Jean Paul Gaultier, Couture, AW11, Paris.
There are some designers who create clothes that have a great sense of movement, often through the sheer volume of fabric used in the garment or the amount of space between the body and the garment, or even through the lightness of the fabric that enhances the movements of the models.
It is one thing for garments to react to the movement of the body but quite another to manipulate and guarantee the perfect effect. There is a certain craft in the way that some couturiers will not leave fashion moments to chance. Not content to wait for just the right puff of wind to blow a skirt or jacket hem into a memorable position, they pre-empt the moment, carefully draping and supporting the fabric to create shapes that will look good all the time.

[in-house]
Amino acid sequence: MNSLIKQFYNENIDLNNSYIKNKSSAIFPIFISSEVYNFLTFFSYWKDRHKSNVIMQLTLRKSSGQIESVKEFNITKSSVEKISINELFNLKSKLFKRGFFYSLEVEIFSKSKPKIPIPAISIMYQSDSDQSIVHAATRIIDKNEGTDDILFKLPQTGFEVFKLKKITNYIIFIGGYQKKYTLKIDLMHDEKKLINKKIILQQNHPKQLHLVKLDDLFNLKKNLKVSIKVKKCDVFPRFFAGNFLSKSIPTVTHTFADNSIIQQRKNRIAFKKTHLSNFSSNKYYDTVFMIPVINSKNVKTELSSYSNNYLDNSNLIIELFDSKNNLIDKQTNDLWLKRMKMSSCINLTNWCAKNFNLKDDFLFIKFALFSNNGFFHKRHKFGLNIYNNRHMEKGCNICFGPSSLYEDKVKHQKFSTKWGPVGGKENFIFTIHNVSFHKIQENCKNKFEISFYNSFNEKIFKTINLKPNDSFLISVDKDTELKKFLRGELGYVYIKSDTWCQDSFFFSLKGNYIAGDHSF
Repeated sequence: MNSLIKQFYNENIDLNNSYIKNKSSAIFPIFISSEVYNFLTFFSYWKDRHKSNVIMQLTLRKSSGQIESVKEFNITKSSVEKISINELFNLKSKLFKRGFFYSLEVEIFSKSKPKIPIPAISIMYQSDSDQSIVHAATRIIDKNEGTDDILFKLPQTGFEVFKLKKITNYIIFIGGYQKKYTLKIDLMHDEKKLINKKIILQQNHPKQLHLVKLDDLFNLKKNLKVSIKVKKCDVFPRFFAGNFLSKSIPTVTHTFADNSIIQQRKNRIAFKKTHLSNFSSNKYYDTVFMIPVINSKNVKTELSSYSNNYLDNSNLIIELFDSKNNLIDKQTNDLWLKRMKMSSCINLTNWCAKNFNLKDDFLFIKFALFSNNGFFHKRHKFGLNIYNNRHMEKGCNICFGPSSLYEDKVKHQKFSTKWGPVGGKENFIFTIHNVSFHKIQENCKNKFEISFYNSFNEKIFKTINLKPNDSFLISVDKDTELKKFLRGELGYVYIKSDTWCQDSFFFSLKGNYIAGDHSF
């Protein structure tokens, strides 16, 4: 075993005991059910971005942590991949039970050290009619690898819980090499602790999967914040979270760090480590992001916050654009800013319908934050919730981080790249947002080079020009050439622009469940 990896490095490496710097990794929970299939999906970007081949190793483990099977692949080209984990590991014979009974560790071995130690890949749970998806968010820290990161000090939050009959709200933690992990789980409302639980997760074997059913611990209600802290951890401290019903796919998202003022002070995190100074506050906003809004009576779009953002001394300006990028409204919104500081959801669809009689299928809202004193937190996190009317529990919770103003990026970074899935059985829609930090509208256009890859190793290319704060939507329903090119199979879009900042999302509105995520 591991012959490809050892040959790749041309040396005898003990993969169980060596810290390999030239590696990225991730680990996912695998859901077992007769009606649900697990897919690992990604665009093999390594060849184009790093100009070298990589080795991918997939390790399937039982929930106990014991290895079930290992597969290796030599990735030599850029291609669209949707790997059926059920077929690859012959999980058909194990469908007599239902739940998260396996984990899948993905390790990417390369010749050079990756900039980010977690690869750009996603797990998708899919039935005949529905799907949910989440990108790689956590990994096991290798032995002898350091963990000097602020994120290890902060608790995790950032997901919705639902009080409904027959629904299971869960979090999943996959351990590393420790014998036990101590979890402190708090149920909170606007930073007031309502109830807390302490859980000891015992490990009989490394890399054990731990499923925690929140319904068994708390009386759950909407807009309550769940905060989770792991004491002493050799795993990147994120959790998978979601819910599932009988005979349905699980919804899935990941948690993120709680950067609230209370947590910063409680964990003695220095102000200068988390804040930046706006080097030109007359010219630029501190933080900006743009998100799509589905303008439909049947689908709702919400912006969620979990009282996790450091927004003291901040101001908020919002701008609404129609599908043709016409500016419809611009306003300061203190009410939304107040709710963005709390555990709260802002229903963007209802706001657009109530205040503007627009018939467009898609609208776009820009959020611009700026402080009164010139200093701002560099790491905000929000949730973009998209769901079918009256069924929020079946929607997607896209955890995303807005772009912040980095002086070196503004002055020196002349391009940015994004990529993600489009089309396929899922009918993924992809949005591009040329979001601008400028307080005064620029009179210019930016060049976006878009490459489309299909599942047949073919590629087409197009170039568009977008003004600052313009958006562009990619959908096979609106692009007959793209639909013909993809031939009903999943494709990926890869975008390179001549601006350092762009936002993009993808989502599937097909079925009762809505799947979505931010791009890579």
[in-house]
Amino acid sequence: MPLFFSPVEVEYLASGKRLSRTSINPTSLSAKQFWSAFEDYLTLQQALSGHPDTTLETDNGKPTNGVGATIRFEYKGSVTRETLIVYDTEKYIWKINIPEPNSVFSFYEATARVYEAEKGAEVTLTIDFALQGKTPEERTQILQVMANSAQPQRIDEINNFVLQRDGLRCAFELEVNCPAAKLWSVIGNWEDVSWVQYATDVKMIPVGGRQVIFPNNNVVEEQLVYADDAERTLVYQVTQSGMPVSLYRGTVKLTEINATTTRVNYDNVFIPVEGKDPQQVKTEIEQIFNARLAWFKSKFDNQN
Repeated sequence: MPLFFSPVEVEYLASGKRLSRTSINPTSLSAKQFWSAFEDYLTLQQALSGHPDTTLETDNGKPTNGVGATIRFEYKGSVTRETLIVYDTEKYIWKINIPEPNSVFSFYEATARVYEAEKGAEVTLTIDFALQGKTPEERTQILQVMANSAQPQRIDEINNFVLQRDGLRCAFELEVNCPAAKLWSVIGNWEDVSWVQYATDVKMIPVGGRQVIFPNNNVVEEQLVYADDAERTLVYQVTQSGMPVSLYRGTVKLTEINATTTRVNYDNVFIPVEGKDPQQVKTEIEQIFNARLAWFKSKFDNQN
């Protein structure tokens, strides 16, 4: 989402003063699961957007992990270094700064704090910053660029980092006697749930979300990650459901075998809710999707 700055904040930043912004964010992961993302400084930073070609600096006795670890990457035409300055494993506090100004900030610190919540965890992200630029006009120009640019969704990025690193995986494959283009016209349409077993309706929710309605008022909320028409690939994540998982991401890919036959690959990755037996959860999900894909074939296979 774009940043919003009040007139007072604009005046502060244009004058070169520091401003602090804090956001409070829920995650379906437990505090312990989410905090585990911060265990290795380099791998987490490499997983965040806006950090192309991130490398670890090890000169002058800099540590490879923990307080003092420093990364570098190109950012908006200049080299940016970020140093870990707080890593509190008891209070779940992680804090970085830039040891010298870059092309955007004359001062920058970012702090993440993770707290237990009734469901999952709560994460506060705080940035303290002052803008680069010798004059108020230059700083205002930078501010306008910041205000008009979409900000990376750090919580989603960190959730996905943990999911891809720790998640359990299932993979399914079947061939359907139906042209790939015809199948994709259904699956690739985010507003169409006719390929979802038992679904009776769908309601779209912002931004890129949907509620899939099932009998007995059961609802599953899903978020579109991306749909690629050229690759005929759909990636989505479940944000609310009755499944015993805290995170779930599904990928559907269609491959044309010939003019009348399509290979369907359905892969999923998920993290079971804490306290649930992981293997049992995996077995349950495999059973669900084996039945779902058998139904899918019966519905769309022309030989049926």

There were examples of this control in the recent couture collection for Autumn-Winter 2011, by Jean Paul Gaultier. From the carefully nipped waist of a scarlet leather coat, to the swirls of tiny beads encrusting another jacket, Gaultier had a way of building movement into his collection so that the clothes would have still felt full of life even if the models had been standing perfectly still. One particularly labour intensive example would have to be the use of feathers in varying sizes that crept up a jacket like fish scales, increasing in size as they reached the shoulders.
Note that this was also the collection with the inventive ballet shoes as seen in the post En Pointe Accessories at Jean Paul Gaultier».
Images from Vogue.co.uk»